Industry Voices—Medicare's assault on home health keeps patients from going home

A home health agency in Missouri recently announced it is shutting down due to the impact of Medicare reimbursement cuts. Another agency in upstate New York is also closing. These are only two of the growing number of closures across the country. 

Home healthcare providers are experiencing severe payment cuts along with challenges to retain nurses and therapists, putting healthcare services at home in jeopardy. What this means for Medicare patients is that it is becoming more difficult to leave the hospital after a serious health event to return home to rehabilitate and recuperate.

Among America’s home healthcare providers, this story is increasingly common. A report released in July shows hospitals placing patients in post-acute care after hospital discharge remains challenging, with the rejection of patient referrals for home healthcare at an all-time high. Home health agencies simply don’t have the capacity to accept all the patients needing home health.

Despite these disturbing trends, the Centers for Medicare & Medicaid Services (CMS) has proposed yet another round of devastating cuts to the Medicare Home Health Program. Unless Congress steps in, CMS will move forward with a permanent -9.36% payment cut to Medicare Home Health and at least another $4 billion in “clawback” cuts for Medicare services already provided during the pandemic. These unprecedented cuts would translate to nearly a $25 billion reduction over the next ten years in a Medicare benefit that is only a $17 billion annual program. 

Highly reliable data and other objective evidence show that great harm will come from the payment cuts. Yet, CMS justifies its proposal by relying upon a deeply flawed payment methodology that has triggered a lawsuit now pending in federal court.

This could spell disaster for the nearly 3 million older Americans who rely on home healthcare—and who vastly prefer to recover at home than in other settings. Home health is the patient-preferred option by a very wide margin: 86% of adults (including 94% of Medicare beneficiaries) prefer short-term care after a hospital stay in the comfort and safety of their homes rather than a nursing home.

Additionally, home healthcare helps stretch Medicare dollars while freeing up hospital resources sooner. According to CMS’s own data, home healthcare saves the Medicare Trust Fund more than a billion dollars over six years by avoiding hospitalizations and nursing home stays.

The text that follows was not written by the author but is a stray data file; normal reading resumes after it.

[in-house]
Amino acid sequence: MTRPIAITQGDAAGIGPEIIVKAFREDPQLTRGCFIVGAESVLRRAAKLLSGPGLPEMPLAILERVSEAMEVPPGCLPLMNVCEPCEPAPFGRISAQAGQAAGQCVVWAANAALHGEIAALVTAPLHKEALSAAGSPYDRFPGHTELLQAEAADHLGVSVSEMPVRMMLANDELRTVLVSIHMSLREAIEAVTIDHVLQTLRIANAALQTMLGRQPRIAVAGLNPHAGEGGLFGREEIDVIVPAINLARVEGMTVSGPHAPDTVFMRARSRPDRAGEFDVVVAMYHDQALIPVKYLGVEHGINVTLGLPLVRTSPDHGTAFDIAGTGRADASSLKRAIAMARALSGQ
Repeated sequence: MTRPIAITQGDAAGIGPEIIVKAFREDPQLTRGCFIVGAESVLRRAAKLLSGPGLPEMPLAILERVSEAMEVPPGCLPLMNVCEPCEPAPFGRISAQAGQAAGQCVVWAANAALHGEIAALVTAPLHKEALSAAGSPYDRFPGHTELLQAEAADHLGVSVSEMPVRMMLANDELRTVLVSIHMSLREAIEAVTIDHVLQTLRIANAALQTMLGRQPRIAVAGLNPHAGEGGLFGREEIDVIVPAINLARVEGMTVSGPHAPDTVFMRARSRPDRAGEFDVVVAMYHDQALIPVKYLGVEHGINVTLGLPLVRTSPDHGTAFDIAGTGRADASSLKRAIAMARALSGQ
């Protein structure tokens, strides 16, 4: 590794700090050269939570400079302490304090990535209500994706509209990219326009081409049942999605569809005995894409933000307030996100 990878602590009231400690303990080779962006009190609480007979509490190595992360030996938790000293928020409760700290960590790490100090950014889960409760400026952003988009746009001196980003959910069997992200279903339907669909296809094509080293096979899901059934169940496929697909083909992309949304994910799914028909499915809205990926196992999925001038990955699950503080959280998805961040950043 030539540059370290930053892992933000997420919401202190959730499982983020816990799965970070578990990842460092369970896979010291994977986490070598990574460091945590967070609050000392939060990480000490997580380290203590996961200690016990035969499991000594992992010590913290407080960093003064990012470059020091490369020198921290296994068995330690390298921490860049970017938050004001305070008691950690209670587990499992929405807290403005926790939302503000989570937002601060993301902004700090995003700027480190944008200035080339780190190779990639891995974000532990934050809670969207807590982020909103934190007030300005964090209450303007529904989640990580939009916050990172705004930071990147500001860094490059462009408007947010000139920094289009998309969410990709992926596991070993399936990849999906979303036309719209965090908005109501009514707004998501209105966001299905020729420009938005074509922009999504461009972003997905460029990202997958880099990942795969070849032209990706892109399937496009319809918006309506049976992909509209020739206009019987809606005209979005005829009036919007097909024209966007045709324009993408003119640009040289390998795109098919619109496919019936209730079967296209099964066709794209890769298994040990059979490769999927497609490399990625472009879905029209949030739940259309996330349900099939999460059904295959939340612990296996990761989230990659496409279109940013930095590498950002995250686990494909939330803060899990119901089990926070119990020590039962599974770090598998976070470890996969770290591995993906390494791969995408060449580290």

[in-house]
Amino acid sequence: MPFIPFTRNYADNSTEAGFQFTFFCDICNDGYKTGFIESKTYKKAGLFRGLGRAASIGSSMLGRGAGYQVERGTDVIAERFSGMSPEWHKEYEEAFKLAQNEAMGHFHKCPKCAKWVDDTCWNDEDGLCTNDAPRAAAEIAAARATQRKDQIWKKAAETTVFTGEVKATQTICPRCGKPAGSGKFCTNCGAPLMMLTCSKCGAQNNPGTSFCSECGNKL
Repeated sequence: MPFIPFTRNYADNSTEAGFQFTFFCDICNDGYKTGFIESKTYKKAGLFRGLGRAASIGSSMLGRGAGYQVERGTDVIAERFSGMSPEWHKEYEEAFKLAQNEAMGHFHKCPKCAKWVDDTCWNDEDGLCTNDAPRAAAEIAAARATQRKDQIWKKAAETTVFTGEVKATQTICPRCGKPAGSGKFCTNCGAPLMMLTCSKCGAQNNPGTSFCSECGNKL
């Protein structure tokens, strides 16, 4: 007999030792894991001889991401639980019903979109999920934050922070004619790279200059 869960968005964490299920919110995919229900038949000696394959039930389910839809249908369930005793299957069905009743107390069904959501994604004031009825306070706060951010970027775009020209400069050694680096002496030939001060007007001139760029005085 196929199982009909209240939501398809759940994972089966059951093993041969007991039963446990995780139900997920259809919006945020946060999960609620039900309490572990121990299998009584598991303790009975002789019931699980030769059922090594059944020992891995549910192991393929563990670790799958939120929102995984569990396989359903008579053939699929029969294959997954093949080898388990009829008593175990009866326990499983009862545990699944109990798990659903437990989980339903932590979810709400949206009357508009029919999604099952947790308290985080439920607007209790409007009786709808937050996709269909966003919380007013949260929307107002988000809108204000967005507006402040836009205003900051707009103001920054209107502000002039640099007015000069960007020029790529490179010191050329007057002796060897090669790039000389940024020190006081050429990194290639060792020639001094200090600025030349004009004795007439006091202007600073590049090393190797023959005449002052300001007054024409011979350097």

However, due to Medicare home health cuts exacerbating the existing staffing shortages, an increasing number of home health referral rejections has resulted in longer hospital stays, preventing the smooth transition of patients from the hospital back into their homes—a lose-lose for everyone. Everyone knows the frustration when a loved one can’t return home after a hospitalization. It doesn’t have to be this way.

We are asking Congress to intervene. Together, our organizations support the Preserving Access to Home Health Act of 2023 (S. 2137/H.R. 5159) to prevent these cuts and protect access to Medicare home healthcare nationwide.

Introduced by Senators Debbie Stabenow (D-MI) and Susan Collins (R-ME), and Representatives Terri Sewell (D-AL) and Adrian Smith (R-NE), the Preserving Access to Home Health Act would safeguard access to essential home-based, clinically advanced healthcare services by blocking the cuts proposed by CMS and repealing the agency’s ability to impose such cuts.

The overwhelming majority of Medicare beneficiaries prefer home health options after leaving the hospital. However, CMS’s misguided cuts are based on faulty data and would negatively impact access to critical home healthcare services nationwide. Lawmakers on both sides of the aisle should rally around this patient-protection legislation for the older Americans and the families they represent who want to receive care at home.

Without help, the viability of home health for older Americans is in grave jeopardy.

William Dombi is president of the National Association for Home Care & Hospice and Joanne Cunningham is CEO of Partnership for Quality Home Healthcare.